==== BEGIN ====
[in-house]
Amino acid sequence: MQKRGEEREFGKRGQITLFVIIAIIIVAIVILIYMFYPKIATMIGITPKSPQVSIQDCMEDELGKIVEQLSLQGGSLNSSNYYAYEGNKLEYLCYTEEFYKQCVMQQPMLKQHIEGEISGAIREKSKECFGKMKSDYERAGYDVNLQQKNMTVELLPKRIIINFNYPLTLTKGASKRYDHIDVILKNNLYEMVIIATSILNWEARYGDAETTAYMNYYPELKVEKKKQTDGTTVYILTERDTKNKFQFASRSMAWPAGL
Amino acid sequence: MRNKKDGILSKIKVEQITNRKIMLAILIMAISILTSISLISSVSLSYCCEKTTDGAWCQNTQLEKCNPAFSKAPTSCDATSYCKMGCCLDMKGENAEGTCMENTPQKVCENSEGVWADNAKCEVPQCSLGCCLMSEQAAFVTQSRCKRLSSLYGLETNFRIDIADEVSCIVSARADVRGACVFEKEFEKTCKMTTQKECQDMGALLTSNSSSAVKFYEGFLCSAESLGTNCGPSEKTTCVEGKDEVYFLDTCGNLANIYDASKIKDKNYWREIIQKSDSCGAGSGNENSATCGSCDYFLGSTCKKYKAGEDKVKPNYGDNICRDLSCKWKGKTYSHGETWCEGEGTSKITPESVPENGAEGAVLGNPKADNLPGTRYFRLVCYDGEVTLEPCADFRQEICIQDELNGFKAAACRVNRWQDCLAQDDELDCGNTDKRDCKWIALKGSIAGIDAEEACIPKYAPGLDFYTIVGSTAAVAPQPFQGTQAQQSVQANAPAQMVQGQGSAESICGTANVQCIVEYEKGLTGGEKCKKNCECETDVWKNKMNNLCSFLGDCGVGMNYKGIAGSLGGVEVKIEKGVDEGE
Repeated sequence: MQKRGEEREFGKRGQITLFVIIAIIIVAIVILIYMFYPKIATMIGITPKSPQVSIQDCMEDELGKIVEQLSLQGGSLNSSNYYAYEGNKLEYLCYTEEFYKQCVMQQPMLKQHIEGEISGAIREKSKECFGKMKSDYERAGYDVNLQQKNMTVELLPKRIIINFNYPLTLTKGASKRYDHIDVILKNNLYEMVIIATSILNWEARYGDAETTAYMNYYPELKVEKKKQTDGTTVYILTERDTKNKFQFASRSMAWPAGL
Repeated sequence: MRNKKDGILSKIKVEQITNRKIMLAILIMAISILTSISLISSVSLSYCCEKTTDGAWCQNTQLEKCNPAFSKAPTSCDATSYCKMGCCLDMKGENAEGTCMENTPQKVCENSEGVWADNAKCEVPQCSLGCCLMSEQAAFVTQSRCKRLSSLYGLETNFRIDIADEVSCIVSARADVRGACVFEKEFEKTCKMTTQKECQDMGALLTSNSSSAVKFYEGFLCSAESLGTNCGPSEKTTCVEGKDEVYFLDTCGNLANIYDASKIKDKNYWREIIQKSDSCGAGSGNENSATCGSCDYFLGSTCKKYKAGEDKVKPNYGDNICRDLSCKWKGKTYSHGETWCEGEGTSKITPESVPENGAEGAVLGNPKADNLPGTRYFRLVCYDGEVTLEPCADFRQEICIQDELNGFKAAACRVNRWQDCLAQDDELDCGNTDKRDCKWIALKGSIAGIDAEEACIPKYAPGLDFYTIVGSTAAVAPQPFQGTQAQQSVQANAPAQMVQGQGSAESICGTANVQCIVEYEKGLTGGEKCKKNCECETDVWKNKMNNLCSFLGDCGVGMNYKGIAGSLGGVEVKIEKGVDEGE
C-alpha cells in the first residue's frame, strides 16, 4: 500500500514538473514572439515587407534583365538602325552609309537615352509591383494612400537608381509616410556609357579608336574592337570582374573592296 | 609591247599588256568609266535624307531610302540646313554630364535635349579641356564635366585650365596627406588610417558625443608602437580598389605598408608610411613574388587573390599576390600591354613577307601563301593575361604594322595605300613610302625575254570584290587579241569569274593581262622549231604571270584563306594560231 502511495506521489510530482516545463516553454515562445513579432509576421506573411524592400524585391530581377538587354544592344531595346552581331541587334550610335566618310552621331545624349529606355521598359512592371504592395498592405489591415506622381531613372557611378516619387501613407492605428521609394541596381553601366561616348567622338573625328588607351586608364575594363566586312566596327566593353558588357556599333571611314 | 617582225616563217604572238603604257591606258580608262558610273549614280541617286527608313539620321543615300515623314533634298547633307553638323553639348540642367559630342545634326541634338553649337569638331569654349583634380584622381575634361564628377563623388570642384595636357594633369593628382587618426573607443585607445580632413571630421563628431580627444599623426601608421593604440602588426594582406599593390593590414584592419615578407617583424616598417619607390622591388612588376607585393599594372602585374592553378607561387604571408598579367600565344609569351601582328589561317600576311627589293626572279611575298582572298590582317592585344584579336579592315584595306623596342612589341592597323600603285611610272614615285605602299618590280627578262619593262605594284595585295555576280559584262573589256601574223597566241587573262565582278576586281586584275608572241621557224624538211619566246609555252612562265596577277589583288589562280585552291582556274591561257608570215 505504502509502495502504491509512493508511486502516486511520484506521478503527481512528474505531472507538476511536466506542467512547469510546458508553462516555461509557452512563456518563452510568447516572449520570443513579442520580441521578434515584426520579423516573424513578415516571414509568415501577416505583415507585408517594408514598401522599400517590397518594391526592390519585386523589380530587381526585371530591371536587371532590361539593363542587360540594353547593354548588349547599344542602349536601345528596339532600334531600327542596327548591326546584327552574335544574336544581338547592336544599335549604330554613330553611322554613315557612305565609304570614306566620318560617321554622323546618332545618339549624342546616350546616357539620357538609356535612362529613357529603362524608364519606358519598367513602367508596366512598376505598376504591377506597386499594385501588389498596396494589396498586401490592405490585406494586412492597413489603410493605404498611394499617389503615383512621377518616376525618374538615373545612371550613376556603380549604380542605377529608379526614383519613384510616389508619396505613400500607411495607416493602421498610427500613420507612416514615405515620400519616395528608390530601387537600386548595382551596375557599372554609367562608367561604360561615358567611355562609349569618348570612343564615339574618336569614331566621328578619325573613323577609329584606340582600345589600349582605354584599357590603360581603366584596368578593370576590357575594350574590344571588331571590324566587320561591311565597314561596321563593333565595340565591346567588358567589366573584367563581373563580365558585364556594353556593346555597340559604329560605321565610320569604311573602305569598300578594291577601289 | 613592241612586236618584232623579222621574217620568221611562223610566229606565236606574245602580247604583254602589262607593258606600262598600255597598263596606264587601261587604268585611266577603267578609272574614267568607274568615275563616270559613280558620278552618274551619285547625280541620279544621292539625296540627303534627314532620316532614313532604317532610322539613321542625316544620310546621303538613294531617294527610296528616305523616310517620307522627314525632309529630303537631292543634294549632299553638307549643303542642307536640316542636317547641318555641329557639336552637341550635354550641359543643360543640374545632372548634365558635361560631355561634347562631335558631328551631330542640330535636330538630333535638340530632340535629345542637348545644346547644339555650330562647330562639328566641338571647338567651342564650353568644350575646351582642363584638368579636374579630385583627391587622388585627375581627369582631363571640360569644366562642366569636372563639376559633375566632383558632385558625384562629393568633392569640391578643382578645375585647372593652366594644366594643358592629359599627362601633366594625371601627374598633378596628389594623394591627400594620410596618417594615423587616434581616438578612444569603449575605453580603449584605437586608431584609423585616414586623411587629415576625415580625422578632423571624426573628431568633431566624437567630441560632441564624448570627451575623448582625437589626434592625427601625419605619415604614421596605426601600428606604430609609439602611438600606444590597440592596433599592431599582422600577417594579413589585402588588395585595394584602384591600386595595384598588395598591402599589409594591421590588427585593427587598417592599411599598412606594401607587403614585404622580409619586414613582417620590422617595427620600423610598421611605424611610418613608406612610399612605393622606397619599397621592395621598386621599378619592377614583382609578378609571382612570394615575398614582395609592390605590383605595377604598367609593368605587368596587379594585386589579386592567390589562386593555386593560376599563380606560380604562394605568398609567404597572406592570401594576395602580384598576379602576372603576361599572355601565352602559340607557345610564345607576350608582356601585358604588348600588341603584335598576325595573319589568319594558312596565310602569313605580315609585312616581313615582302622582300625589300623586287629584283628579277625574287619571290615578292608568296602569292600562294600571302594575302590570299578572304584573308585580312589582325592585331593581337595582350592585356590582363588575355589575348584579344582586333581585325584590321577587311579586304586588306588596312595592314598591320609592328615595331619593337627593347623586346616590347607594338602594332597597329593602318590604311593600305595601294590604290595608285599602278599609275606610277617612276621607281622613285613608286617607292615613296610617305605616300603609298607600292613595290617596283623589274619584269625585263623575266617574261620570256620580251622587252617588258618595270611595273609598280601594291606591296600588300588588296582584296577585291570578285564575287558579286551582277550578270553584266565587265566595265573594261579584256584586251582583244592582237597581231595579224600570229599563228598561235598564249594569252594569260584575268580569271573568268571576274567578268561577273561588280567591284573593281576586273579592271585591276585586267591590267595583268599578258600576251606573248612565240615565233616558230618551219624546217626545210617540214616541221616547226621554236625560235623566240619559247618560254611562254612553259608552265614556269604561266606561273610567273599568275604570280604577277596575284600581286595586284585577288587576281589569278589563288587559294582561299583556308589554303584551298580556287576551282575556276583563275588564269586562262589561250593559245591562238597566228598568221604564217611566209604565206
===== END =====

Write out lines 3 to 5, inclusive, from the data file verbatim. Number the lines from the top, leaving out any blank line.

Amino acid sequence: MRNKKDGILSKIKVEQITNRKIMLAILIMAISILTSISLISSVSLSYCCEKTTDGAWCQNTQLEKCNPAFSKAPTSCDATSYCKMGCCLDMKGENAEGTCMENTPQKVCENSEGVWADNAKCEVPQCSLGCCLMSEQAAFVTQSRCKRLSSLYGLETNFRIDIADEVSCIVSARADVRGACVFEKEFEKTCKMTTQKECQDMGALLTSNSSSAVKFYEGFLCSAESLGTNCGPSEKTTCVEGKDEVYFLDTCGNLANIYDASKIKDKNYWREIIQKSDSCGAGSGNENSATCGSCDYFLGSTCKKYKAGEDKVKPNYGDNICRDLSCKWKGKTYSHGETWCEGEGTSKITPESVPENGAEGAVLGNPKADNLPGTRYFRLVCYDGEVTLEPCADFRQEICIQDELNGFKAAACRVNRWQDCLAQDDELDCGNTDKRDCKWIALKGSIAGIDAEEACIPKYAPGLDFYTIVGSTAAVAPQPFQGTQAQQSVQANAPAQMVQGQGSAESICGTANVQCIVEYEKGLTGGEKCKKNCECETDVWKNKMNNLCSFLGDCGVGMNYKGIAGSLGGVEVKIEKGVDEGE
Repeated sequence: MQKRGEEREFGKRGQITLFVIIAIIIVAIVILIYMFYPKIATMIGITPKSPQVSIQDCMEDELGKIVEQLSLQGGSLNSSNYYAYEGNKLEYLCYTEEFYKQCVMQQPMLKQHIEGEISGAIREKSKECFGKMKSDYERAGYDVNLQQKNMTVELLPKRIIINFNYPLTLTKGASKRYDHIDVILKNNLYEMVIIATSILNWEARYGDAETTAYMNYYPELKVEKKKQTDGTTVYILTERDTKNKFQFASRSMAWPAGL
Repeated sequence: MRNKKDGILSKIKVEQITNRKIMLAILIMAISILTSISLISSVSLSYCCEKTTDGAWCQNTQLEKCNPAFSKAPTSCDATSYCKMGCCLDMKGENAEGTCMENTPQKVCENSEGVWADNAKCEVPQCSLGCCLMSEQAAFVTQSRCKRLSSLYGLETNFRIDIADEVSCIVSARADVRGACVFEKEFEKTCKMTTQKECQDMGALLTSNSSSAVKFYEGFLCSAESLGTNCGPSEKTTCVEGKDEVYFLDTCGNLANIYDASKIKDKNYWREIIQKSDSCGAGSGNENSATCGSCDYFLGSTCKKYKAGEDKVKPNYGDNICRDLSCKWKGKTYSHGETWCEGEGTSKITPESVPENGAEGAVLGNPKADNLPGTRYFRLVCYDGEVTLEPCADFRQEICIQDELNGFKAAACRVNRWQDCLAQDDELDCGNTDKRDCKWIALKGSIAGIDAEEACIPKYAPGLDFYTIVGSTAAVAPQPFQGTQAQQSVQANAPAQMVQGQGSAESICGTANVQCIVEYEKGLTGGEKCKKNCECETDVWKNKMNNLCSFLGDCGVGMNYKGIAGSLGGVEVKIEKGVDEGE